Measles and Polio vaccination campaign launched in Banadir region
Investing in resilience for drought-prone communities
Shortage of funding hinders lifesaving response
Somalia Government and UN calls for protection of aid workers
Nearly a million Somalis displaced this year
# of people in need 5.2m
# of people targeted 3m
# of children projected to be malnourished 1.0m
# of internally displaced persons 2.6m
$1.05 BILLION Requested in the 2020 Humanitarian Response Plan (HRP)
$567 MILLION Funding received for the 2020 HRP (56 per cent funded).
Source http://fts.unocha.org, 1 September
Measles and polio vaccination campaign completed in Banadir region
On 30, August, a polio and measles immunization campaign that seeks to vaccinate close to 460,000 underfive children against the deadly diseases was launched in Mogadishu.
The campaign continued until 3 September.
The campaign is being conducted by the Ministry of Health with technical support from the World Health Organization (WHO), the United Nations Children’s Fund (UNICEF) and other Global Polio Eradication Initiative (GPEI) partners. It also provided vitamin A supplements and de-worming tablets to children all amid a COVID-19 pandemic.
Dr Mamunur Malik, WHO Somalia Representative, emphasized to Somali communities that every adult has a responsibility to help Somali children live healthy lives. “I would like to encourage parents, caregivers and all adults in Banadir region and surrounding areas to make the most of this opportunity and visit vaccination sites to ensure every child under age 5 is vaccinated against polio and measles, and that every child receives additional supplements to keep them healthy. As caregivers, we all have an obligation to ensure our children live healthy and productive lives,” said Dr Malik.
According to WHO, 744 children in Banadir have reportedly been infected with measles since the beginning of the year, which accounts for around half the total number of cases in the country. Three cases of poliovirus were also recorded in Banadir region. Measles is a highly contagious respiratory infection that causes high fever and rash; it spreads easily in densely populated areas. It commonly affects children who have not been vaccinated. Children who are malnourished are at greater risk. Complications of measles include severe and prolonged diarrhea, pneumonia, blindness, encephalitis and death.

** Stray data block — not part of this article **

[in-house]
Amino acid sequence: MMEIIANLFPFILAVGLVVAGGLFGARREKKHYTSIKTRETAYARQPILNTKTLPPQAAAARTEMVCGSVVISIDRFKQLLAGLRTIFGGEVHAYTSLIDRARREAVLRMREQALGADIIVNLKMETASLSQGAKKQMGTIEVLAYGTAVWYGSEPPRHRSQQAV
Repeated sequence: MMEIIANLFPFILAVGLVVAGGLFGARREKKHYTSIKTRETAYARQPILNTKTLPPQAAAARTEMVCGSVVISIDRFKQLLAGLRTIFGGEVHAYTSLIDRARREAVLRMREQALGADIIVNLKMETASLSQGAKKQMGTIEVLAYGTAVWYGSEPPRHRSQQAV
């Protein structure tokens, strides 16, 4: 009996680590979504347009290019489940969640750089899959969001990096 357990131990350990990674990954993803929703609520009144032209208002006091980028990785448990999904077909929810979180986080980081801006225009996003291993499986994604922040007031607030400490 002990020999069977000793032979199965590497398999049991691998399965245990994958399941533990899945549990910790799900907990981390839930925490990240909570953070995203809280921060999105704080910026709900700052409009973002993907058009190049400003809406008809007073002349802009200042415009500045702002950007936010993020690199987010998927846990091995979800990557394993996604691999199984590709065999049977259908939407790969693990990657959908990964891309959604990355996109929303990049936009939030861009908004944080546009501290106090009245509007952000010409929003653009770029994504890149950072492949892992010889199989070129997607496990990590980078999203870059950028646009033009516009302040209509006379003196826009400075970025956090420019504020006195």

“As the COVID-19 response continues, it is critical that immunization drives are sustained at the same time,” says Penelope Campbell, Chief of Health, UNICEF Somalia. “Measles and polio are vaccine-preventable diseases and through this campaign, we can stop the further spread of these outbreaks and save the lives of countless children.” During the campaign, 407,956 children between 6 months and five years (92 per cent of the target) received measles vaccine while 459,456 (93 per cent of the target) were vaccinated against polio. A total of 224 District Field Assistants supervised more than 3,000 vaccinators in the field in addition to the monitors from the Ministry of Health, WHO and UNICEF. Vaccinators and supervisors were following COVID-19 guidelines during the campaign implementation.
The campaign aims to stem the transmission of measles infection and reduce the likelihood of future measles outbreaks in Somalia. Adding polio vaccine to the campaign will also help to bolster protection against polio virus type 1 and 3 among Somali children. A total of 17 positive polio cases were so far reported in the country in 2020.
More than 600 teams with skilled community vaccinators, frontline health workers and social mobilizers implemented the campaign.
- UN Office for the Coordination of Humanitarian Affairs
- To learn more about OCHA's activities, please visit https://www.unocha.org/.